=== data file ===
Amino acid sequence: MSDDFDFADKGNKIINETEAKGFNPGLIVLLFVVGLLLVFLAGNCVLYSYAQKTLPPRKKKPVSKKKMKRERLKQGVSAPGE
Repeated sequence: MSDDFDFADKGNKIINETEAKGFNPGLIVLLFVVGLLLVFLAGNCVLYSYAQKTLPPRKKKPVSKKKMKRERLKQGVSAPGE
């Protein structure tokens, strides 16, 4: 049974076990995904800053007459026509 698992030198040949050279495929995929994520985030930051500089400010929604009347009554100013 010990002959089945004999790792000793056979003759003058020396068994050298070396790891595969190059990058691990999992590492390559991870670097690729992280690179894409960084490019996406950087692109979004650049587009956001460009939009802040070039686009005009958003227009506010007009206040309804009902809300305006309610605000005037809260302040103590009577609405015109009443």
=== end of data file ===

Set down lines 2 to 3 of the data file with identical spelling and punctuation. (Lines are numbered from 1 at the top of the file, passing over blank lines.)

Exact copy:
Repeated sequence: MSDDFDFADKGNKIINETEAKGFNPGLIVLLFVVGLLLVFLAGNCVLYSYAQKTLPPRKKKPVSKKKMKRERLKQGVSAPGE
């Protein structure tokens, strides 16, 4: 049974076990995904800053007459026509 698992030198040949050279495929995929994520985030930051500089400010929604009347009554100013 010990002959089945004999790792000793056979003759003058020396068994050298070396790891595969190059990058691990999992590492390559991870670097690729992280690179894409960084490019996406950087692109979004650049587009956001460009939009802040070039686009005009958003227009506010007009206040309804009902809300305006309610605000005037809260302040103590009577609405015109009443």